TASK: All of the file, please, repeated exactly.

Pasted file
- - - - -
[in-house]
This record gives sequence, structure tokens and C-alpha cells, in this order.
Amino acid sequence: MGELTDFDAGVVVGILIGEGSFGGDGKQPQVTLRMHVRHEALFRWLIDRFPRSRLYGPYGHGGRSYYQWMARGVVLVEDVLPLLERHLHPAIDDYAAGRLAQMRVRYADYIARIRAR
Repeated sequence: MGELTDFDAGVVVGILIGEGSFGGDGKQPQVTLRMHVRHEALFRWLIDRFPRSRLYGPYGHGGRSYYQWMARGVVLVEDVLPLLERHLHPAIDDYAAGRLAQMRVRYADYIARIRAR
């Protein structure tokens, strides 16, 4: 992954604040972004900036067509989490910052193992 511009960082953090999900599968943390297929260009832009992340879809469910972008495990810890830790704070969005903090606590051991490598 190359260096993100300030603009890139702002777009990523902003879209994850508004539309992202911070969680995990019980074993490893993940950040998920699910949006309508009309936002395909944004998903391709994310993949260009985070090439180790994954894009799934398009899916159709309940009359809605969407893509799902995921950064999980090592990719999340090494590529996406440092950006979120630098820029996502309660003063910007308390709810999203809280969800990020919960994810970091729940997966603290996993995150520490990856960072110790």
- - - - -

[in-house]
This record gives sequence, structure tokens and C-alpha cells, in this order.
Amino acid sequence: MGELTDFDAGVVVGILIGEGSFGGDGKQPQVTLRMHVRHEALFRWLIDRFPRSRLYGPYGHGGRSYYQWMARGVVLVEDVLPLLERHLHPAIDDYAAGRLAQMRVRYADYIARIRAR
Repeated sequence: MGELTDFDAGVVVGILIGEGSFGGDGKQPQVTLRMHVRHEALFRWLIDRFPRSRLYGPYGHGGRSYYQWMARGVVLVEDVLPLLERHLHPAIDDYAAGRLAQMRVRYADYIARIRAR
């Protein structure tokens, strides 16, 4: 992954604040972004900036067509989490910052193992 511009960082953090999900599968943390297929260009832009992340879809469910972008495990810890830790704070969005903090606590051991490598 190359260096993100300030603009890139702002777009990523902003879209994850508004539309992202911070969680995990019980074993490893993940950040998920699910949006309508009309936002395909944004998903391709994310993949260009985070090439180790994954894009799934398009899916159709309940009359809605969407893509799902995921950064999980090592990719999340090494590529996406440092950006979120630098820029996502309660003063910007308390709810999203809280969800990020919960994810970091729940997966603290996993995150520490990856960072110790």